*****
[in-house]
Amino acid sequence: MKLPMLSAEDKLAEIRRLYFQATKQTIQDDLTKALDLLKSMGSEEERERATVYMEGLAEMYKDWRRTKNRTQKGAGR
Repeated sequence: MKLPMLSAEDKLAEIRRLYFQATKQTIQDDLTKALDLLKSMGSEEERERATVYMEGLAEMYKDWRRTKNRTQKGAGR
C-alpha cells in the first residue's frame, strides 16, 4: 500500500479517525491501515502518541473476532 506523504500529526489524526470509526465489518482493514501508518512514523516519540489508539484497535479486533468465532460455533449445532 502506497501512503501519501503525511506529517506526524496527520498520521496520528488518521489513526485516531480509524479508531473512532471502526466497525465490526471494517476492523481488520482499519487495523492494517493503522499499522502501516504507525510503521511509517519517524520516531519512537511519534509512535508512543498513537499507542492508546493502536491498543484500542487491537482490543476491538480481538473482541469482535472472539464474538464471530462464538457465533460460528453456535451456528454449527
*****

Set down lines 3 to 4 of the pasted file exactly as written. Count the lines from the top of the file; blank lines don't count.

Repeated sequence: MKLPMLSAEDKLAEIRRLYFQATKQTIQDDLTKALDLLKSMGSEEERERATVYMEGLAEMYKDWRRTKNRTQKGAGR
C-alpha cells in the first residue's frame, strides 16, 4: 500500500479517525491501515502518541473476532 506523504500529526489524526470509526465489518482493514501508518512514523516519540489508539484497535479486533468465532460455533449445532 502506497501512503501519501503525511506529517506526524496527520498520521496520528488518521489513526485516531480509524479508531473512532471502526466497525465490526471494517476492523481488520482499519487495523492494517493503522499499522502501516504507525510503521511509517519517524520516531519512537511519534509512535508512543498513537499507542492508546493502536491498543484500542487491537482490543476491538480481538473482541469482535472472539464474538464471530462464538457465533460460528453456535451456528454449527